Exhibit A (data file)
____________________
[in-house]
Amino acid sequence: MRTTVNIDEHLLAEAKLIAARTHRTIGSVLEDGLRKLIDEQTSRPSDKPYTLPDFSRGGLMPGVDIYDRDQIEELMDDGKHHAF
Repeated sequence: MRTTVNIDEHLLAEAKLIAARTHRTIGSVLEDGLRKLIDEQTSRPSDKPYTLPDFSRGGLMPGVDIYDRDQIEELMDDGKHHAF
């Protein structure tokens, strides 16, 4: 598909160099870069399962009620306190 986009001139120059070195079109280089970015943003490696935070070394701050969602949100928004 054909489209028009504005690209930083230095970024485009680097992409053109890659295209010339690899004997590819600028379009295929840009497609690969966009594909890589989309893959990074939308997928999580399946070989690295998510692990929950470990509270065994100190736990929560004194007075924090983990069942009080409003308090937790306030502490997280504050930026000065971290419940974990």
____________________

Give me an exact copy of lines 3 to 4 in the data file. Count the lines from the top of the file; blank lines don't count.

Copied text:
Repeated sequence: MRTTVNIDEHLLAEAKLIAARTHRTIGSVLEDGLRKLIDEQTSRPSDKPYTLPDFSRGGLMPGVDIYDRDQIEELMDDGKHHAF
């Protein structure tokens, strides 16, 4: 598909160099870069399962009620306190 986009001139120059070195079109280089970015943003490696935070070394701050969602949100928004 054909489209028009504005690209930083230095970024485009680097992409053109890659295209010339690899004997590819600028379009295929840009497609690969966009594909890589989309893959990074939308997928999580399946070989690295998510692990929950470990509270065994100190736990929560004194007075924090983990069942009080409003308090937790306030502490997280504050930026000065971290419940974990």